In 2020, audiobook sales revenue in the United States reached 1.3 billion U.S. dollars, continuing the upward trend which began in 2018. In order to better reflect the audiobook segment of the book industry, the source calculating the figures changed its method of doing so to align its figures more closely with other reports. This means that audiobook revenue in recent years looks dramatically different than in the early to mid-2010s, but the source also reported a nine-year trend of double-digit audiobook revenue development, indicating that the format is set to enjoy a prosperous future.
The growing demand for audiobooks is evidenced by the number of audiobook titles published each year, which has increased tenfold over the last decade. At the same time, audiobook consumption is rising, with the latest figures showing that the share of U.S. adults who reported listening to an audiobook in the last year is now close to double the percentage recorded in 2011. The average number of audiobooks listened to over a 12-month period is also on the up and grew sharply between 2019 and 2020. This has partially been attributed to the effect of stay-at-home orders on media consumption during the COVID-19 outbreak. However, as the pandemic stretched into 2021, there is a chance that the surge in listenership could become more sustained.
The pandemic also impacted where and how consumers listen, with the home clearly the preferred location for listening to audiobooks in 2020, though this is liable to change as commuting via public transport or car once again becomes the norm. The portable nature of audiobooks is indeed one of the format’s main selling points and appeals in particular to users who are frequently on the move and have less time for conventional book reading.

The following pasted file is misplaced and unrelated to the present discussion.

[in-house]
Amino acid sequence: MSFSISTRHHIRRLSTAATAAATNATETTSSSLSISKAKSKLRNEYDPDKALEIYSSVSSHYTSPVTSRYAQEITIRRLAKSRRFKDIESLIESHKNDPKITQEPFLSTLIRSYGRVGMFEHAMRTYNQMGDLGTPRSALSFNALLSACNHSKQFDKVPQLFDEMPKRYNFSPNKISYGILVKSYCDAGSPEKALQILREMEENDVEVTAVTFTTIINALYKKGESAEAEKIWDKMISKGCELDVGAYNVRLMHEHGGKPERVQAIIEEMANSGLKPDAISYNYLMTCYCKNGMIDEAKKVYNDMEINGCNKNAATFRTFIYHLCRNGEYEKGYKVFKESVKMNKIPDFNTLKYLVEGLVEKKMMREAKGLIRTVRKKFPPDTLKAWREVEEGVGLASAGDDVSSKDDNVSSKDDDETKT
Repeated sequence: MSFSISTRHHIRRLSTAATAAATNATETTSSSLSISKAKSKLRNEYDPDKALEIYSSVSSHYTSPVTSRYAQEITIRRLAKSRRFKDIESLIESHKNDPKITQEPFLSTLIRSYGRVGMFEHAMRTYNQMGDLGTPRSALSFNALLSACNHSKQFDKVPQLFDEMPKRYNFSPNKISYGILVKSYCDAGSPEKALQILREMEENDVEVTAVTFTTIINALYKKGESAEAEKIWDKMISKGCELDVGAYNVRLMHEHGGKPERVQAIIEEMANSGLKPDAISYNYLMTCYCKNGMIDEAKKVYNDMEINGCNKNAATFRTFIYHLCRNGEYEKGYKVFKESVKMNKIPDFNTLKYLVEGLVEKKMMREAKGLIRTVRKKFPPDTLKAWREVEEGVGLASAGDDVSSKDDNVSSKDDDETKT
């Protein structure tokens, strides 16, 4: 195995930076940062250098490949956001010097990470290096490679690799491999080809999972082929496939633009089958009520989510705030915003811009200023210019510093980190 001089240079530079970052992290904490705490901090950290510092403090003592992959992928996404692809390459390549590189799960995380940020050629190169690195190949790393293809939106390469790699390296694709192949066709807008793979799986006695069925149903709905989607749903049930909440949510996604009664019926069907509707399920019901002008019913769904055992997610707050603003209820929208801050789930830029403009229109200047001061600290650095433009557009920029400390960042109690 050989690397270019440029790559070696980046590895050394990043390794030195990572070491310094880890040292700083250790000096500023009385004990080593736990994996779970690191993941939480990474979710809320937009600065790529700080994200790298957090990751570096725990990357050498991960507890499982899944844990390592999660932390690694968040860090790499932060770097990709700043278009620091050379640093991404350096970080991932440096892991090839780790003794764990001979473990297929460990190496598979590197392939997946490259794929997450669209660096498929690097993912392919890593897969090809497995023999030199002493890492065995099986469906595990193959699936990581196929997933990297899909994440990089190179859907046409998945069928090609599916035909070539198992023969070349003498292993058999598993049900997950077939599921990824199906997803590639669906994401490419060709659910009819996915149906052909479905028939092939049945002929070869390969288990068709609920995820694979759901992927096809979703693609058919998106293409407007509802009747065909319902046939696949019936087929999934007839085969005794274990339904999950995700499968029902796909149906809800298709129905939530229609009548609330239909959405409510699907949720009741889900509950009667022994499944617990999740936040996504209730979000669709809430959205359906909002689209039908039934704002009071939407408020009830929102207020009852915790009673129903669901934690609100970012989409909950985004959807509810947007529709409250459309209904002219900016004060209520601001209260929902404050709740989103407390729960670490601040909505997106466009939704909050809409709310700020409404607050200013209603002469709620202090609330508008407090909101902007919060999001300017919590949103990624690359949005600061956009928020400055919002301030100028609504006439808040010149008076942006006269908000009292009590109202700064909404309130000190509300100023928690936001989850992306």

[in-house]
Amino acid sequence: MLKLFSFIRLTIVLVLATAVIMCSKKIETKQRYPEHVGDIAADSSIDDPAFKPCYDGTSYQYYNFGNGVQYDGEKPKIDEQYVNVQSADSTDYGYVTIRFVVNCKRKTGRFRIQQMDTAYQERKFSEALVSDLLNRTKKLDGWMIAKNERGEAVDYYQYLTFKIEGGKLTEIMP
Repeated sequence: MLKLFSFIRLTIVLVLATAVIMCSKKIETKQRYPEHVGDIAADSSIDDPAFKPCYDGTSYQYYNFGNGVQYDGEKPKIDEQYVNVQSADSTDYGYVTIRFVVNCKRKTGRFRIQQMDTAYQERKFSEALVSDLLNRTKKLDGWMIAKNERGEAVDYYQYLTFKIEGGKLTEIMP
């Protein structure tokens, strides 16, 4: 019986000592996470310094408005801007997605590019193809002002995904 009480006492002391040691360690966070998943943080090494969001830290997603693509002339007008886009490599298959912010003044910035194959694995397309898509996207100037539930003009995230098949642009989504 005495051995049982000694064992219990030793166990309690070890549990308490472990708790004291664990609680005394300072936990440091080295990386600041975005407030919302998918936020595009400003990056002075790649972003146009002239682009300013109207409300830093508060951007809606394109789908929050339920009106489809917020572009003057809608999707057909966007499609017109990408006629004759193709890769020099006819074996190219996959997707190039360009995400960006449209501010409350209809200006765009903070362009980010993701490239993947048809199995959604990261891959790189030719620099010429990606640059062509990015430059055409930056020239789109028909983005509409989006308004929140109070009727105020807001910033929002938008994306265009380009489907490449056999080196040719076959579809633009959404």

Audiobook listeners tend to be high earners – the audiobook listening population in the United States is comprised mainly of those with an annual salary of 75 thousand U.S. dollars or more, and breakdowns by age show that 50 percent of listeners are under 50 years old. Data on audiobook usage by gender reveals that women are more likely to engage with the format than men, and listeners tend to hail from urban areas rather than suburban and rural communities.
More than 45 percent of American adults responding to recent annual surveys now claim to have listened to an audiobook at some point in their lives, a figure which can be expected to grow as new titles become available and more consumers experiment with alternatives to physical books. Although print books are still substantially more popular and widely used, engagement with audiobooks is climbing and the unique appeal of the format will likely be realized to a greater extent in years to come as consumers' reading habits change and adapt over time.
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